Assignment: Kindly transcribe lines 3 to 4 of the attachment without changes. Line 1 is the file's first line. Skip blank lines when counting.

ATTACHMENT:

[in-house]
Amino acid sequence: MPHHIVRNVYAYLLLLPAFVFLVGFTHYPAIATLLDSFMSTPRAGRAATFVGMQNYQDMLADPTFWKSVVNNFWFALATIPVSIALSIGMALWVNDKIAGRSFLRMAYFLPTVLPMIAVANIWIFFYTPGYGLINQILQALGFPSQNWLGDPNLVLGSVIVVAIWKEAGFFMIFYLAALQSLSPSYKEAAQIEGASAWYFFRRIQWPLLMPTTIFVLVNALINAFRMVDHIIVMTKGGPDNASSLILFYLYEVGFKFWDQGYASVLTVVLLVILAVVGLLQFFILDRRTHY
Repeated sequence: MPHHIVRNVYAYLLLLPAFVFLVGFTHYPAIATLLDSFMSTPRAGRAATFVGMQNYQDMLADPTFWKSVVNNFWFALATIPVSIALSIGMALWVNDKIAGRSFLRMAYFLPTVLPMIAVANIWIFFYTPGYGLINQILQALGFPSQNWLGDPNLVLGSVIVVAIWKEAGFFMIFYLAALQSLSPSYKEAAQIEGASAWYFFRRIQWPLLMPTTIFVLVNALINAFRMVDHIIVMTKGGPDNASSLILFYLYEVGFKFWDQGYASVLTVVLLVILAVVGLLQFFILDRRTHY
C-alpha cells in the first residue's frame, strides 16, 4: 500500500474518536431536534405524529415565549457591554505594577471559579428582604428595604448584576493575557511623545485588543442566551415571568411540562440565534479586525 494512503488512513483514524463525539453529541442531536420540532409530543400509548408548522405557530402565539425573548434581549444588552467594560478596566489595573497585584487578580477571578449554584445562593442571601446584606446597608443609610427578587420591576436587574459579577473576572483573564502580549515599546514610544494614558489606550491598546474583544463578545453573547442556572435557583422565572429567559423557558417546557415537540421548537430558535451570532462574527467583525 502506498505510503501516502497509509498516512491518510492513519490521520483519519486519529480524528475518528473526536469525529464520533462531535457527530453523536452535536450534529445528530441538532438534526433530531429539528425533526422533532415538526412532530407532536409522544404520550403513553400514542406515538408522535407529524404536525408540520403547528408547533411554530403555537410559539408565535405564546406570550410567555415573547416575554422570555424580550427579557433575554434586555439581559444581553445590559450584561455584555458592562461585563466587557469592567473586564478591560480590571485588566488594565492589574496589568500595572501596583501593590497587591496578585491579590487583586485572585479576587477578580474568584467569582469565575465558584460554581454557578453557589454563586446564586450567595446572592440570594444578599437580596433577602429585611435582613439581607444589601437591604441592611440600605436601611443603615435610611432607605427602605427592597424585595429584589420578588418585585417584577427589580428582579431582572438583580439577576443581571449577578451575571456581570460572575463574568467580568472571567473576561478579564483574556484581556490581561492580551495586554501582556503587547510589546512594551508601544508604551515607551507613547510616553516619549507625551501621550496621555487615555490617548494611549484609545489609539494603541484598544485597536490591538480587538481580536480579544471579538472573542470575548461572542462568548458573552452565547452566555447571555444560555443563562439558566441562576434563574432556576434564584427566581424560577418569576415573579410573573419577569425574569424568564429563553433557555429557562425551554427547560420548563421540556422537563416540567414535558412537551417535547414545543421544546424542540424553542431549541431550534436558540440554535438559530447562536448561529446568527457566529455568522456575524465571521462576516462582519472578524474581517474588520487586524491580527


Repeated sequence: MPHHIVRNVYAYLLLLPAFVFLVGFTHYPAIATLLDSFMSTPRAGRAATFVGMQNYQDMLADPTFWKSVVNNFWFALATIPVSIALSIGMALWVNDKIAGRSFLRMAYFLPTVLPMIAVANIWIFFYTPGYGLINQILQALGFPSQNWLGDPNLVLGSVIVVAIWKEAGFFMIFYLAALQSLSPSYKEAAQIEGASAWYFFRRIQWPLLMPTTIFVLVNALINAFRMVDHIIVMTKGGPDNASSLILFYLYEVGFKFWDQGYASVLTVVLLVILAVVGLLQFFILDRRTHY
C-alpha cells in the first residue's frame, strides 16, 4: 500500500474518536431536534405524529415565549457591554505594577471559579428582604428595604448584576493575557511623545485588543442566551415571568411540562440565534479586525 494512503488512513483514524463525539453529541442531536420540532409530543400509548408548522405557530402565539425573548434581549444588552467594560478596566489595573497585584487578580477571578449554584445562593442571601446584606446597608443609610427578587420591576436587574459579577473576572483573564502580549515599546514610544494614558489606550491598546474583544463578545453573547442556572435557583422565572429567559423557558417546557415537540421548537430558535451570532462574527467583525 502506498505510503501516502497509509498516512491518510492513519490521520483519519486519529480524528475518528473526536469525529464520533462531535457527530453523536452535536450534529445528530441538532438534526433530531429539528425533526422533532415538526412532530407532536409522544404520550403513553400514542406515538408522535407529524404536525408540520403547528408547533411554530403555537410559539408565535405564546406570550410567555415573547416575554422570555424580550427579557433575554434586555439581559444581553445590559450584561455584555458592562461585563466587557469592567473586564478591560480590571485588566488594565492589574496589568500595572501596583501593590497587591496578585491579590487583586485572585479576587477578580474568584467569582469565575465558584460554581454557578453557589454563586446564586450567595446572592440570594444578599437580596433577602429585611435582613439581607444589601437591604441592611440600605436601611443603615435610611432607605427602605427592597424585595429584589420578588418585585417584577427589580428582579431582572438583580439577576443581571449577578451575571456581570460572575463574568467580568472571567473576561478579564483574556484581556490581561492580551495586554501582556503587547510589546512594551508601544508604551515607551507613547510616553516619549507625551501621550496621555487615555490617548494611549484609545489609539494603541484598544485597536490591538480587538481580536480579544471579538472573542470575548461572542462568548458573552452565547452566555447571555444560555443563562439558566441562576434563574432556576434564584427566581424560577418569576415573579410573573419577569425574569424568564429563553433557555429557562425551554427547560420548563421540556422537563416540567414535558412537551417535547414545543421544546424542540424553542431549541431550534436558540440554535438559530447562536448561529446568527457566529455568522456575524465571521462576516462582519472578524474581517474588520487586524491580527